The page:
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Using the example at 3Blue1Brown I constructed a table to help me remember Bayes theorem

Librarians and Farmers

where L=Librarian and S =Shy. I understand that $$P(S,L) = P(S|L)P(L) = P(L|S)P(S) = \frac{4}{210}$$ I am trying to use that knowledge to understand the following Naive Bayes Classifier.

Fruit Long Sweet Yellow

The objective is to predict the fruit when only 3 features (long, sweet, yellow) are known. Thus we need the ratios of $$P(B|L,S,Y) : P(O_r|L,S,Y) : P(O_t|L,S,Y)$$ where L=Long, S=Sweet, Y=Yellow, B=Banana, $O_r$=Orange , $O_t$ = Other

For the first value, I understand that $P(B|L,S,Y) = P(B,L,S,Y) \div P(L,S,Y)$

and I am told that $$P(B,L,S,Y)=P(L|B) P(S|B) P(Y|B) P(B) $$

But I do not understand why this is so. Thus I tend to forget the formula when I come to use it.

[Update]

In the Librarian/Farmer example I could construct a table as follows;
IsLibrarian boolean
IsShy boolean
I can read each of the four possible combinations from the table. For example in sql the top left cell would be

select count(*) from myTable where IsLibrarian and IsShy

In the Fruit example I could construct a table as follows;
IsLong boolean
IsSweet boolean
IsYellow boolean
Type $\in \{Banana,Orange,Other\}$

However I cannot read from the table the equivalent of

select count(*) from myTable where IsLong and IsSweet and IsYellow and Type = Banana

From the bottom row I understand that P(L) = .5, P(S) = .65 and P(Y) = .35 So I guess that with the independence assumption then P(L,S,Y) = .5 .65 .35 = .11375

From the right column I see P(B)= .5

[Update after thinking about Tim's answer]

I think it might help me to read P(L|B) as "Long Bananas out of all Bananas" so $$P(B,L,S,Y)=P(L|B) P(S|B) P(Y|B) P(B) $$ becomes
"Long Bananas out of all Bananas" = $\frac{400}{500}$
"Sweet Bananas out of all Bananas" = $\frac{350}{500}$
"Yellow Bananas out of all Bananas" = $\frac{450}{500}$
"Bananas out of all Fruit" =$\frac{500}{1000}$
$=0.252$

Then
"Long Oranges out of all Oranges " = 0 so zero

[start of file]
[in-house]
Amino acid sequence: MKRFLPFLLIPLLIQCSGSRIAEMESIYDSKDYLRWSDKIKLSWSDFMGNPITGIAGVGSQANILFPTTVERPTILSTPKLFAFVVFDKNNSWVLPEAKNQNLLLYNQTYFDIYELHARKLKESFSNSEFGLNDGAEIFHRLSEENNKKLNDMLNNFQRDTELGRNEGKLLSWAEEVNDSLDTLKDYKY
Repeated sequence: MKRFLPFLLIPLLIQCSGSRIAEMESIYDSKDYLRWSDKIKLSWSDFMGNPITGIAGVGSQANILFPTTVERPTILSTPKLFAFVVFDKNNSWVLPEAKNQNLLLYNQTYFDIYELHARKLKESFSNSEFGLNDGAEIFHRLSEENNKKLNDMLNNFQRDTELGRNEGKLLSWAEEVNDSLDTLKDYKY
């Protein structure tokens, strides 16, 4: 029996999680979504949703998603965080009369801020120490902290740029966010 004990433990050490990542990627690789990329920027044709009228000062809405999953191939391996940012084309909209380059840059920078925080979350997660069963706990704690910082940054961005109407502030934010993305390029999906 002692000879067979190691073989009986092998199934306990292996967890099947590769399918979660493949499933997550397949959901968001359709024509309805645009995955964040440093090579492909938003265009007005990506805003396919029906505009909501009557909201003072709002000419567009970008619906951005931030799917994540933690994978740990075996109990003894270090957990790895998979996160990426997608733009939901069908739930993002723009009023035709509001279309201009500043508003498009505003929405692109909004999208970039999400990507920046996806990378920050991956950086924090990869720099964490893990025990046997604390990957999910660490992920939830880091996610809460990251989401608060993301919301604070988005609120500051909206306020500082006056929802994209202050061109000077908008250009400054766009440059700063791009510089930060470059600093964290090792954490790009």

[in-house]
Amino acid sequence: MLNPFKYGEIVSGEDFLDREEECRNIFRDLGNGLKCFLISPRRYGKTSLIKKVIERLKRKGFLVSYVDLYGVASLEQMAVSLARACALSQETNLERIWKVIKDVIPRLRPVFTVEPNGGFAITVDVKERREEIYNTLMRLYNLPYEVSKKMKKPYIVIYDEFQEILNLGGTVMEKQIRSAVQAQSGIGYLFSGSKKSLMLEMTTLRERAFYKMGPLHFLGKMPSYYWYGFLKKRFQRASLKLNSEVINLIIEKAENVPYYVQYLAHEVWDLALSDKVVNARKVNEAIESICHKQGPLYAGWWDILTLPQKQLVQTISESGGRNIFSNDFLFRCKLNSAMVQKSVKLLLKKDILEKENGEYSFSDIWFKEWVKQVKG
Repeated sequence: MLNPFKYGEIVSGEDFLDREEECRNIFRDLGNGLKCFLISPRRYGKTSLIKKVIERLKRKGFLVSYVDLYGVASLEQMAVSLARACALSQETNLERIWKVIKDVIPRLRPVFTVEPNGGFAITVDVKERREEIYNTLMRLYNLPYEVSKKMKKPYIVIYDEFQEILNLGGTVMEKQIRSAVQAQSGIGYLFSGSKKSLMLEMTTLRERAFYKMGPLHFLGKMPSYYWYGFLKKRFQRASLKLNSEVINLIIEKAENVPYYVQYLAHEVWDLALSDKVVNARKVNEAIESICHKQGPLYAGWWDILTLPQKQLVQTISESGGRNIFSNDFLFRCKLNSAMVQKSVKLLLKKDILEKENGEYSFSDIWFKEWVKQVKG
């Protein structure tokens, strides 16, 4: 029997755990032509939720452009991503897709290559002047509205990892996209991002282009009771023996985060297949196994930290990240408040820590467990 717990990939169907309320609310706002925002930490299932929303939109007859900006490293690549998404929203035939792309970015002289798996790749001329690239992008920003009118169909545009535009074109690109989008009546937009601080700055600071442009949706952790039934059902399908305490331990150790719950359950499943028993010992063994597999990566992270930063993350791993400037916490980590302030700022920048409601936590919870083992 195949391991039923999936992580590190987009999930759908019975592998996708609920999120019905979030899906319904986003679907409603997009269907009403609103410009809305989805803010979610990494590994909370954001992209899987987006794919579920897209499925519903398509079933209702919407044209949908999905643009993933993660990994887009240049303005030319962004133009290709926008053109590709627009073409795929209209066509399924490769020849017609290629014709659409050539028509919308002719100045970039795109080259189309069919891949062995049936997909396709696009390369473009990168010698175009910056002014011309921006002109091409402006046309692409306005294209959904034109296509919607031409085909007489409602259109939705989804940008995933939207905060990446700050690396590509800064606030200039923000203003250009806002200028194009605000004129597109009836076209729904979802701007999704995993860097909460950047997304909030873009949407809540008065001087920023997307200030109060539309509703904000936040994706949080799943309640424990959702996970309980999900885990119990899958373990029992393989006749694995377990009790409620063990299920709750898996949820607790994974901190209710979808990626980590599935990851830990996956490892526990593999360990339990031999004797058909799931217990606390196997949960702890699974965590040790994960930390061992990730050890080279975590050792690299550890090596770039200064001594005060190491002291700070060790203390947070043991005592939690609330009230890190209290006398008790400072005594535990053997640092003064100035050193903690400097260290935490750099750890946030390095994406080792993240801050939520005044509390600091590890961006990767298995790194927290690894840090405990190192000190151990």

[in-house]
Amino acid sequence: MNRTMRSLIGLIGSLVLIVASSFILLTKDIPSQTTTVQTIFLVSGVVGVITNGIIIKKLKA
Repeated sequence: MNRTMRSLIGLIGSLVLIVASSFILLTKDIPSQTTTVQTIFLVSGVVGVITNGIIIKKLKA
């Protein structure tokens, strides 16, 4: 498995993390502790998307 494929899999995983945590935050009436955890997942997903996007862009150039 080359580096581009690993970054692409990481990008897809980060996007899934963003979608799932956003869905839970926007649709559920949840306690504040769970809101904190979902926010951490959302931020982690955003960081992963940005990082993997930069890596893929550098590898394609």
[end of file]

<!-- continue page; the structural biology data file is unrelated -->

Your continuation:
And

so $$P(O,L,S,Y)=P(L|O) P(S|O) P(Y|O) P(O) $$ becomes
"Long Other out of all Other" = $\frac{100}{200}$
"Sweet Other out of all Other" = $\frac{150}{200}$
"Yellow Other out of all Other" = $\frac{50}{200}$
"Other fruit out of all Fruit" =$\frac{200}{1000}$
$=0.01575$

So the ratios are .252:0:.01575 or $\approx .93:0:.07$

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1 Answer 1

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This is a toy example, so you could calculate $P(B | L, S, Y)$, $P(B, L, S, Y)$, and $P(L, S, Y)$ from the table. With naive Bayes algorithm, you approximate the conditional probability by assuming conditional independence:

$$ P(L, S, Y | B) \approx P(L | B) \, P(S | B) \, P(Y | B) $$

The approximation may be useful when you cannot calculate the conditional probability directly from the data. This can happen if you don't have data on all the combinations of all the levels of all the variables, or you have insufficient data to calculate them precisely. For example, imagine building a spam detector using the content of e-mails, for non-naive approach, you would need to have data on all the possible combinations of words that can make sentences--that's an infinite amount of data! In such a case, you could instead calculate the individual conditional probabilities and use them with naive Bayes.

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  • $\begingroup$ Even if you could calculate the conditional probability directly from the data the approximation is likely to give you a better estimate due to the individual probabilities having a larger sample than the conditional one $\endgroup$
    – astel
    Commented Oct 19, 2021 at 10:44
  • $\begingroup$ @astel correct. This is mentioned in the linked thread, so I didn't want to repeat myself, but maybe I'll edit for clarity. $\endgroup$
    – Tim
    Commented Oct 19, 2021 at 10:54

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